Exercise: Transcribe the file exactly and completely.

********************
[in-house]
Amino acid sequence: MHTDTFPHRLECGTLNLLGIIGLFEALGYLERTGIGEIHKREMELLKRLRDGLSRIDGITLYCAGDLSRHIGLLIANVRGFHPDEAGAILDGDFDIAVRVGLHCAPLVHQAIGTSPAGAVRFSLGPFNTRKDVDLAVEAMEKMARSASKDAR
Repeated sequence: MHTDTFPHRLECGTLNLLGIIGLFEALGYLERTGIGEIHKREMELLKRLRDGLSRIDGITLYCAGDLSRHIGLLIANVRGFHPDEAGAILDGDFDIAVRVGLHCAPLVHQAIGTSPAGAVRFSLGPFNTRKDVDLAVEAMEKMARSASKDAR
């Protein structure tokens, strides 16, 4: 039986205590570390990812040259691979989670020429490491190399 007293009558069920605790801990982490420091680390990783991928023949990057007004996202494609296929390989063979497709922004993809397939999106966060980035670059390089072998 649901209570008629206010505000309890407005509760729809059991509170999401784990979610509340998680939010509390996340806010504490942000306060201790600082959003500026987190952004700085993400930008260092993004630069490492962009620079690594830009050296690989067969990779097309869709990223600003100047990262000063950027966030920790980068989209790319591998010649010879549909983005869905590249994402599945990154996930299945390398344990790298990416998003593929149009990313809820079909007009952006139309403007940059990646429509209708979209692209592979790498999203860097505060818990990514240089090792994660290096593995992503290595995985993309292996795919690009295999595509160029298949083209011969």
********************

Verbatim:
[in-house]
Amino acid sequence: MHTDTFPHRLECGTLNLLGIIGLFEALGYLERTGIGEIHKREMELLKRLRDGLSRIDGITLYCAGDLSRHIGLLIANVRGFHPDEAGAILDGDFDIAVRVGLHCAPLVHQAIGTSPAGAVRFSLGPFNTRKDVDLAVEAMEKMARSASKDAR
Repeated sequence: MHTDTFPHRLECGTLNLLGIIGLFEALGYLERTGIGEIHKREMELLKRLRDGLSRIDGITLYCAGDLSRHIGLLIANVRGFHPDEAGAILDGDFDIAVRVGLHCAPLVHQAIGTSPAGAVRFSLGPFNTRKDVDLAVEAMEKMARSASKDAR
């Protein structure tokens, strides 16, 4: 039986205590570390990812040259691979989670020429490491190399 007293009558069920605790801990982490420091680390990783991928023949990057007004996202494609296929390989063979497709922004993809397939999106966060980035670059390089072998 649901209570008629206010505000309890407005509760729809059991509170999401784990979610509340998680939010509390996340806010504490942000306060201790600082959003500026987190952004700085993400930008260092993004630069490492962009620079690594830009050296690989067969990779097309869709990223600003100047990262000063950027966030920790980068989209790319591998010649010879549909983005869905590249994402599945990154996930299945390398344990790298990416998003593929149009990313809820079909007009952006139309403007940059990646429509209708979209692209592979790498999203860097505060818990990514240089090792994660290096593995992503290595995985993309292996795919690009295999595509160029298949083209011969």